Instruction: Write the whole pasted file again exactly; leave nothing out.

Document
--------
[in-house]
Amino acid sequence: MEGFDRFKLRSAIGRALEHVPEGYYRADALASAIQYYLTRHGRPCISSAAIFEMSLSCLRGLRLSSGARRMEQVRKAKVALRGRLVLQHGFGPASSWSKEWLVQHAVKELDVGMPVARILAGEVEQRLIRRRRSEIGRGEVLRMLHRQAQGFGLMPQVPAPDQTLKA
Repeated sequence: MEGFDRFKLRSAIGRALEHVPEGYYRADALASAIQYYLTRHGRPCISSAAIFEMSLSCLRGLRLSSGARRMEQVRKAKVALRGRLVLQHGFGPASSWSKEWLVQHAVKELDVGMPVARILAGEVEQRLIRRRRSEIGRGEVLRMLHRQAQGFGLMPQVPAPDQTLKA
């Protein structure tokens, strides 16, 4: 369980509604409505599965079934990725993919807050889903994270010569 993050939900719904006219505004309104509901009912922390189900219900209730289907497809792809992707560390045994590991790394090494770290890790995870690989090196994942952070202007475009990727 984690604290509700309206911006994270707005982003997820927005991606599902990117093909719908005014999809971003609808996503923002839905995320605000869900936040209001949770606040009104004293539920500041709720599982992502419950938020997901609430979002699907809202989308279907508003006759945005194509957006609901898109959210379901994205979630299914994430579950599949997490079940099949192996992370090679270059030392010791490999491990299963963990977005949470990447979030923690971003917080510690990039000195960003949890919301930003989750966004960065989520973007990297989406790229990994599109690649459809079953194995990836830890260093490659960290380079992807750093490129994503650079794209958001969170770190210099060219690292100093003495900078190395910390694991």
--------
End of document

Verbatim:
[in-house]
Amino acid sequence: MEGFDRFKLRSAIGRALEHVPEGYYRADALASAIQYYLTRHGRPCISSAAIFEMSLSCLRGLRLSSGARRMEQVRKAKVALRGRLVLQHGFGPASSWSKEWLVQHAVKELDVGMPVARILAGEVEQRLIRRRRSEIGRGEVLRMLHRQAQGFGLMPQVPAPDQTLKA
Repeated sequence: MEGFDRFKLRSAIGRALEHVPEGYYRADALASAIQYYLTRHGRPCISSAAIFEMSLSCLRGLRLSSGARRMEQVRKAKVALRGRLVLQHGFGPASSWSKEWLVQHAVKELDVGMPVARILAGEVEQRLIRRRRSEIGRGEVLRMLHRQAQGFGLMPQVPAPDQTLKA
């Protein structure tokens, strides 16, 4: 369980509604409505599965079934990725993919807050889903994270010569 993050939900719904006219505004309104509901009912922390189900219900209730289907497809792809992707560390045994590991790394090494770290890790995870690989090196994942952070202007475009990727 984690604290509700309206911006994270707005982003997820927005991606599902990117093909719908005014999809971003609808996503923002839905995320605000869900936040209001949770606040009104004293539920500041709720599982992502419950938020997901609430979002699907809202989308279907508003006759945005194509957006609901898109959210379901994205979630299914994430579950599949997490079940099949192996992370090679270059030392010791490999491990299963963990977005949470990447979030923690971003917080510690990039000195960003949890919301930003989750966004960065989520973007990297989406790229990994599109690649459809079953194995990836830890260093490659960290380079992807750093490129994503650079794209958001969170770190210099060219690292100093003495900078190395910390694991």